Ousdale v. Target Corporation
ORDER denying 98 Motion in Limine; granting 99 Motion in Limine; granting in part and denying in part 100 Motion in Limine; granting 101 Motion in Limine; denying 102 Motion in Limine; denying 103 Motion in Limine; denying 104 Motion in Limine; denying 105 Motion in Limine; denying 106 Motion in Limine; granting 107 Motion in Limine; denying 108 Motion in Limine; denying 109 Motion in Limine; denying 110 Motion in Limine; denying 111 Motion in Limine; denying without Prejudice 112 Motion in Limine; denying without Prejudice 113 Motion in Limine; denying without prejudice 114 Motion in Limine. Signed by Judge Andrew P. Gordon on 10/13/2020. (Copies have been distributed pursuant to the NEF - DRS)
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UNITED STATES DISTRICT COURT
DISTRICT OF NEVADA
3 RYAN OUSDALE,
Case No.: 2:17-cv-02749-APG-NJK
Order Regarding Motions in Limine
[ECF Nos. 98-114]
6 TARGET CORPORATION,
Plaintiff Ryan Ousdale filed 17 separate motions in limine. ECF Nos. 98-114. I address
9 them below.
Motion in Limine #1 (ECF No. 98)
Ousdale seeks to preclude evidence about when he first met with counsel. I deny the
12 motion. Such evidence could be relevant to the veracity of Ousdale’s medical complaints and
13 whether he is litigious. There is little prejudicial effect, so the evidence is not prohibited by
14 Federal Rule of Evidence 403. I agree with other judges in this District who have concluded the
15 weight to be given this evidence is for the jury to resolve. Roberts v. Smith’s Food & Drug Ctrs.,
16 Inc., No. 2:11-cv-01917-JCM-GWF, 2014 U.S. Dist. LEXIS 72609, at *11-12 (D. Nev. May 28,
17 2014); Badger v. Wal-Mart Stores, Inc., No. 2:11-cv-01609-KJD-CWH, 2013 U.S. Dist. LEXIS
18 91216, at *22-23 (D. Nev. June 28, 2013). Ousdale may request a limiting instruction about the
19 jury’s consideration of this evidence.
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Motion in Limine #2 (ECF No. 99)
Ousdale seeks to preclude evidence about the absence of pre-incident medical records.
3 Defendant Target Corporation did not respond to this motion.1 I therefore grant it as unopposed.
4 LR 7-2(d) (“The failure of an opposing party to file points and authorities in response to any
5 motion . . . constitutes a consent to the granting of the motion.”). At trial, Target may not argue
6 or suggest that the lack of pre-incident medical records means Ousdale suffered from, or is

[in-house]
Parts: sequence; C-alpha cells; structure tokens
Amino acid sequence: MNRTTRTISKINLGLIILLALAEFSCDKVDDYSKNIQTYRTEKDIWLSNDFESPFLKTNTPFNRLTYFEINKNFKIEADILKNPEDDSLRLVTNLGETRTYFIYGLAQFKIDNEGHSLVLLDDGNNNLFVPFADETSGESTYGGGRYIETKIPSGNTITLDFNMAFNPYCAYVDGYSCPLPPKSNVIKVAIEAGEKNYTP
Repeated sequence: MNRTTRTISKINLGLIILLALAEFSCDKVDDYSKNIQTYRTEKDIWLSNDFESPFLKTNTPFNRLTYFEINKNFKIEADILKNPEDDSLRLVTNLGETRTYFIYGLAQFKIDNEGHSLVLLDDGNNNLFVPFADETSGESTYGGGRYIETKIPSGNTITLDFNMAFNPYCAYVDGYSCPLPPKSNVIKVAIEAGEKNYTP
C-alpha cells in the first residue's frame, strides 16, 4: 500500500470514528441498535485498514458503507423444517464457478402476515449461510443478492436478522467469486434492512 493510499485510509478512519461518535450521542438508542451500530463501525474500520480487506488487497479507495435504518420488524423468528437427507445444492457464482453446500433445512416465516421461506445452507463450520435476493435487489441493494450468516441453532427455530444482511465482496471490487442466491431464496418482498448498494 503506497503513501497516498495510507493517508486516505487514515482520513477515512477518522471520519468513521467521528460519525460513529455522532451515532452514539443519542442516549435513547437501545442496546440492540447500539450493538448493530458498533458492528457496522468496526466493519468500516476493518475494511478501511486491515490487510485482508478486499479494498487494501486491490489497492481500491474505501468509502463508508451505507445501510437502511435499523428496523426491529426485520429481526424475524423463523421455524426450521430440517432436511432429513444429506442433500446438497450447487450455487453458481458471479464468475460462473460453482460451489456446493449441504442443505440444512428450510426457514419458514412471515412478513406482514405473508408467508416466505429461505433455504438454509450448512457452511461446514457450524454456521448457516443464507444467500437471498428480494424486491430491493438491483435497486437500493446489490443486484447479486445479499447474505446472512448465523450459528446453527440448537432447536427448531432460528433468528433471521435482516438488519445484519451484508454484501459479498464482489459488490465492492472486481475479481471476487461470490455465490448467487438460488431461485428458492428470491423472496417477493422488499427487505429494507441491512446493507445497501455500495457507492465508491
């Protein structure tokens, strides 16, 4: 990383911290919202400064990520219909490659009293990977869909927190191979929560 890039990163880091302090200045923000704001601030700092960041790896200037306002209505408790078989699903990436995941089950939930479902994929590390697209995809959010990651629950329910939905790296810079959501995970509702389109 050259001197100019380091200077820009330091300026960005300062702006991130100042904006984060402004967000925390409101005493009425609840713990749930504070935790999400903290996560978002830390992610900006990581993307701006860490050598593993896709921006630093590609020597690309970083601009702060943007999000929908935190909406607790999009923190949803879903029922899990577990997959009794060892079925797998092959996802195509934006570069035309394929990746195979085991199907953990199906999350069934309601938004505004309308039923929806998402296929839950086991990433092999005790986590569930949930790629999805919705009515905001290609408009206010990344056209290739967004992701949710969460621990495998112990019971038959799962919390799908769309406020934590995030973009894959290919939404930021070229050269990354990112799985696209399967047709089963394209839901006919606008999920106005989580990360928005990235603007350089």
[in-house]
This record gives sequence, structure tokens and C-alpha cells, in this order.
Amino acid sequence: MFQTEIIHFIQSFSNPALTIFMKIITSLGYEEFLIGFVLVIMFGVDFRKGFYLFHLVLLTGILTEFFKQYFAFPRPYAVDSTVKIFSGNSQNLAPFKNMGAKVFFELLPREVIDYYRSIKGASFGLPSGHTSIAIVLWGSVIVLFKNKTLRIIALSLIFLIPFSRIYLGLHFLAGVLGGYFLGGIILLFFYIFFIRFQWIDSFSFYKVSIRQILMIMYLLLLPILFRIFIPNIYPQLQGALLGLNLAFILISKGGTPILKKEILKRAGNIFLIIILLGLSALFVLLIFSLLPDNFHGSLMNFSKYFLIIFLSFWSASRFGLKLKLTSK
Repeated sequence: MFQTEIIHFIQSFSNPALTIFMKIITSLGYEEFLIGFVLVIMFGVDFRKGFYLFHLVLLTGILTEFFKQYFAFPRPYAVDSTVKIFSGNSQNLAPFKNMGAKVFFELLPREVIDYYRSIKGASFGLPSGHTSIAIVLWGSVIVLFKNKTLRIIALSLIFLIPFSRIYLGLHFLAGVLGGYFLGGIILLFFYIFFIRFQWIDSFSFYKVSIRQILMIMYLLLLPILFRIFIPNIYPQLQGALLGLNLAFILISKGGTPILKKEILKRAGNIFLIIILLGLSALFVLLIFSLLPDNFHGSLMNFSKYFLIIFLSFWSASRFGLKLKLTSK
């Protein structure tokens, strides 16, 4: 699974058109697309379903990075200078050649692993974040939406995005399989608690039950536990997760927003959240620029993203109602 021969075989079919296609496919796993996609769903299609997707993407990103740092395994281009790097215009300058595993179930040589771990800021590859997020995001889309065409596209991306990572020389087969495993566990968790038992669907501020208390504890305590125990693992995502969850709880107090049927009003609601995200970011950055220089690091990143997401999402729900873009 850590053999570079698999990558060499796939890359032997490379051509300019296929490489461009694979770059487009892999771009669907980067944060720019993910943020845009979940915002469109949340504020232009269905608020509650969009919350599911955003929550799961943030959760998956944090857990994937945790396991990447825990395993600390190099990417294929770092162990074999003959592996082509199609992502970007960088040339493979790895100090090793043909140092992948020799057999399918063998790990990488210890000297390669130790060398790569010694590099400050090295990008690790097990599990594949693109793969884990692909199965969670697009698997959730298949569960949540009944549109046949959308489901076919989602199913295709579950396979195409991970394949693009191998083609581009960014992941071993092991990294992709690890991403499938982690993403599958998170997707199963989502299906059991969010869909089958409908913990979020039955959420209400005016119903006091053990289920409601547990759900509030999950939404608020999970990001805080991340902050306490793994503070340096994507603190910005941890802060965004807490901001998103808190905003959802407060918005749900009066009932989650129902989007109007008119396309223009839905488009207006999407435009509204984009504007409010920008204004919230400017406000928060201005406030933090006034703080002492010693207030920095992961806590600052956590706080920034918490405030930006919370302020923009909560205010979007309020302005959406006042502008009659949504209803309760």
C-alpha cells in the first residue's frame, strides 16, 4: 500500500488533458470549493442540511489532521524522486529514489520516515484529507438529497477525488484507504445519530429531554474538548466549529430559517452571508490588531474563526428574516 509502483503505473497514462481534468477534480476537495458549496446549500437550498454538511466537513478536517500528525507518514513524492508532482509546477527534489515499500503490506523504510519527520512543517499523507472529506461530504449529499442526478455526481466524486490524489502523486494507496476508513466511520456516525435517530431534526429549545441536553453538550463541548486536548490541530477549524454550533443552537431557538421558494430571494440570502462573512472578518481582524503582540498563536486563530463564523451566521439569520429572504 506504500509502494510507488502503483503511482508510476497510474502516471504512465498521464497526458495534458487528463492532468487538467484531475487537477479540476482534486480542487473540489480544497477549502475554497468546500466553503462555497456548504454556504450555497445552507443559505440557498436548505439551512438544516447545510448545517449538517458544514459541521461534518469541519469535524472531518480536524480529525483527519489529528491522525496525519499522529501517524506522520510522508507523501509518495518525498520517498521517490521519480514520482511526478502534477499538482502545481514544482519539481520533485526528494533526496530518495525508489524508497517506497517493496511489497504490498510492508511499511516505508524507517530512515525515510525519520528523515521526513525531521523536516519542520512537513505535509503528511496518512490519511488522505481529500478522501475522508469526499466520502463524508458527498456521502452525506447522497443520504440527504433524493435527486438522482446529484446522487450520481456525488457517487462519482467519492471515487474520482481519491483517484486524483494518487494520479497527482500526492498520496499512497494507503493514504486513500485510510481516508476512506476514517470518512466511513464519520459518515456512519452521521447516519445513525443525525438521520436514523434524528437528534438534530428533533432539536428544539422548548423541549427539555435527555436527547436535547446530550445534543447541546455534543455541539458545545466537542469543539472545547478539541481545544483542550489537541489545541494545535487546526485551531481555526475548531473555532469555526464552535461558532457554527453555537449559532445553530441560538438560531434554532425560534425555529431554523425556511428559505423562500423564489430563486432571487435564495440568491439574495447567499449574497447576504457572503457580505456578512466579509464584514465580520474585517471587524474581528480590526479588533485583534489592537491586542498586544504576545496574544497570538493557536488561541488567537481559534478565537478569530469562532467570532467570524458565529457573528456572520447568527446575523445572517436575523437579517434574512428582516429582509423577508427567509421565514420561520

7 hiding, pre-incident injuries or symptoms.
Motion in Limine #3 (ECF No. 100)
Ousdale moves to bar Target from questioning or offering evidence about secondary gain
10 and malingering. Target agrees not to raise the issue of malingering (ECF No. 116 at 3), so I
11 grant the motion as to that portion. As to secondary gain, it is unclear what Ousdale seeks to
12 prohibit. Target may cross-examine Ousdale and his witnesses to flush out for the jury whether
13 Ousdale’s injuries and treatment are legitimate and caused by this incident. Depending on the
14 evidence presented at trial, Target may be permitted to elicit testimony and argue to the jury that
15 Ousdale is over-treating or not as severely injured as he claims. For instance, if the evidence
16 justifies it, Target may point out inconsistent reports of pain, injury, or response to therapy, or
17 that Ousdale’s complaints were inconsistent with objective medical criteria. It also may point
18 out inconsistencies between his reported history and objective evidence. But Target and its
19 witnesses may not opine that any inconsistencies exist because Ousdale is motivated by
20 secondary gain. Doing so would invade the province of the jury to determine credibility. See,
21 e.g., United States v. Geston, 299 F.3d 1130, 1136 (9th Cir. 2002) (making credibility
It is unclear why Target did not stipulate to this motion if it is not opposed to it. That would
have saved me and Ousdale’s lawyer from wasting time on an unnecessary motion.
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1 determinations is “the jurors’ responsibility”). Target’s witnesses therefore cannot testify about
2 “secondary gain” or offer opinions on Ousdale’s motivations.
However, I will not preclude Target’s counsel from arguing that a reasonable inference
4 from any inconsistencies is that Ousdale was seeking to better his position in this lawsuit.
5 Counsel is entitled to make arguments based on reasonable inferences from the evidence elicited
6 at trial. Depending on the evidence presented, it may be a reasonable inference that Ousdale
7 sought to improve his position in this lawsuit through exaggerated claims that are not supported